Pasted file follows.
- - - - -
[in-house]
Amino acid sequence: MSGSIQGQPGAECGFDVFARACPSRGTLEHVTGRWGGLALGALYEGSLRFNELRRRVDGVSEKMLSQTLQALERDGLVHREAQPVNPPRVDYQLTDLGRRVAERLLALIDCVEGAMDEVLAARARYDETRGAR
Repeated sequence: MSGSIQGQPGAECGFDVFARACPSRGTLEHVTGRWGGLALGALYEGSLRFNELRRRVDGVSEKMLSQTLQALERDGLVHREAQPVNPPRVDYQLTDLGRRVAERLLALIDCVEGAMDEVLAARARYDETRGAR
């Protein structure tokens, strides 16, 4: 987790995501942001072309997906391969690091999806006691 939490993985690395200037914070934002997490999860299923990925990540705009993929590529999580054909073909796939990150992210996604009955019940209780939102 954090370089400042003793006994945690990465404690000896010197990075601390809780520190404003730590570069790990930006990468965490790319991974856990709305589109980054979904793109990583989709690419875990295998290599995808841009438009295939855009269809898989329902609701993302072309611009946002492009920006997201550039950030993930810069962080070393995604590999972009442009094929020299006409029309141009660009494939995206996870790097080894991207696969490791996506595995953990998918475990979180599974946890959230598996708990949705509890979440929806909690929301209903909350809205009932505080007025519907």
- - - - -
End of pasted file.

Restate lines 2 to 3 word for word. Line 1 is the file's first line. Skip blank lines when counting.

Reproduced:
Amino acid sequence: MSGSIQGQPGAECGFDVFARACPSRGTLEHVTGRWGGLALGALYEGSLRFNELRRRVDGVSEKMLSQTLQALERDGLVHREAQPVNPPRVDYQLTDLGRRVAERLLALIDCVEGAMDEVLAARARYDETRGAR
Repeated sequence: MSGSIQGQPGAECGFDVFARACPSRGTLEHVTGRWGGLALGALYEGSLRFNELRRRVDGVSEKMLSQTLQALERDGLVHREAQPVNPPRVDYQLTDLGRRVAERLLALIDCVEGAMDEVLAARARYDETRGAR